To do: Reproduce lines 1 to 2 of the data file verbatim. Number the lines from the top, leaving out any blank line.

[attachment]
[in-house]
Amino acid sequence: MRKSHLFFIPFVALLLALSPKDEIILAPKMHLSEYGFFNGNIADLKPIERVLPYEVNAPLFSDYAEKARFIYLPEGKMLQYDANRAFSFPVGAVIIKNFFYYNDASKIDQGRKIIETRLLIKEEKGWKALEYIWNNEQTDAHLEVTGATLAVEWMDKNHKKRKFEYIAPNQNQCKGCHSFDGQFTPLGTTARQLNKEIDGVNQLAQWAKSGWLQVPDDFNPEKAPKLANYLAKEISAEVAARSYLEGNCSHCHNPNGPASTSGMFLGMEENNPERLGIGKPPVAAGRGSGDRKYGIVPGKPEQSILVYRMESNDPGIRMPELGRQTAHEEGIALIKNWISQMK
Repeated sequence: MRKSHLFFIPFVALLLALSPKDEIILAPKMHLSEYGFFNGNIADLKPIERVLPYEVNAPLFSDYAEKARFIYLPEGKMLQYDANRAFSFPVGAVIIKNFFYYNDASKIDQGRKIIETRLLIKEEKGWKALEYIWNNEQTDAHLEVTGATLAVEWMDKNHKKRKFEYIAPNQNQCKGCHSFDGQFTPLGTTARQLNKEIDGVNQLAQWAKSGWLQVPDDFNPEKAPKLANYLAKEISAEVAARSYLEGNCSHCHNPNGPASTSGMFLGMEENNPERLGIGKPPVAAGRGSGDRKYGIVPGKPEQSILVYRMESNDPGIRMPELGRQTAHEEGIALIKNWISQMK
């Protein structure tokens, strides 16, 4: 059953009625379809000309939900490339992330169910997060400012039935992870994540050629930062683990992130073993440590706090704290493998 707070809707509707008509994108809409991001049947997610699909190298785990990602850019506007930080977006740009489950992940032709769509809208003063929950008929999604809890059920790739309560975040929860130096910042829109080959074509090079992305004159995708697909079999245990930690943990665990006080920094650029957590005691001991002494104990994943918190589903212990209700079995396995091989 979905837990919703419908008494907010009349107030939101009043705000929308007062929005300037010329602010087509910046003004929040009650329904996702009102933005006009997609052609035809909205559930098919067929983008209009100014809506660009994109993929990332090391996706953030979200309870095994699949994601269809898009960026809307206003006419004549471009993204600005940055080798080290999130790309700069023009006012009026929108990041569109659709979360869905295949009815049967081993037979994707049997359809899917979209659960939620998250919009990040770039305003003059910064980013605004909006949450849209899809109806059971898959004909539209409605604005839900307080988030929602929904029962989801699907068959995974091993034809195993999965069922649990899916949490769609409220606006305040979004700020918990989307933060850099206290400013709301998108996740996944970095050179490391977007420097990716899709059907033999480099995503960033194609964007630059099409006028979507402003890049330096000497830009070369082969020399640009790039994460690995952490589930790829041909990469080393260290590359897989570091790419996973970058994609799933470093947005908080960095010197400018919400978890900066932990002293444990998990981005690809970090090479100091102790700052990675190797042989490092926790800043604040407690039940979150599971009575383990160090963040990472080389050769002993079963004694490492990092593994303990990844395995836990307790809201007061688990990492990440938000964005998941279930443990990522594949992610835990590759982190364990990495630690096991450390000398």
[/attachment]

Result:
[in-house]
Amino acid sequence: MRKSHLFFIPFVALLLALSPKDEIILAPKMHLSEYGFFNGNIADLKPIERVLPYEVNAPLFSDYAEKARFIYLPEGKMLQYDANRAFSFPVGAVIIKNFFYYNDASKIDQGRKIIETRLLIKEEKGWKALEYIWNNEQTDAHLEVTGATLAVEWMDKNHKKRKFEYIAPNQNQCKGCHSFDGQFTPLGTTARQLNKEIDGVNQLAQWAKSGWLQVPDDFNPEKAPKLANYLAKEISAEVAARSYLEGNCSHCHNPNGPASTSGMFLGMEENNPERLGIGKPPVAAGRGSGDRKYGIVPGKPEQSILVYRMESNDPGIRMPELGRQTAHEEGIALIKNWISQMK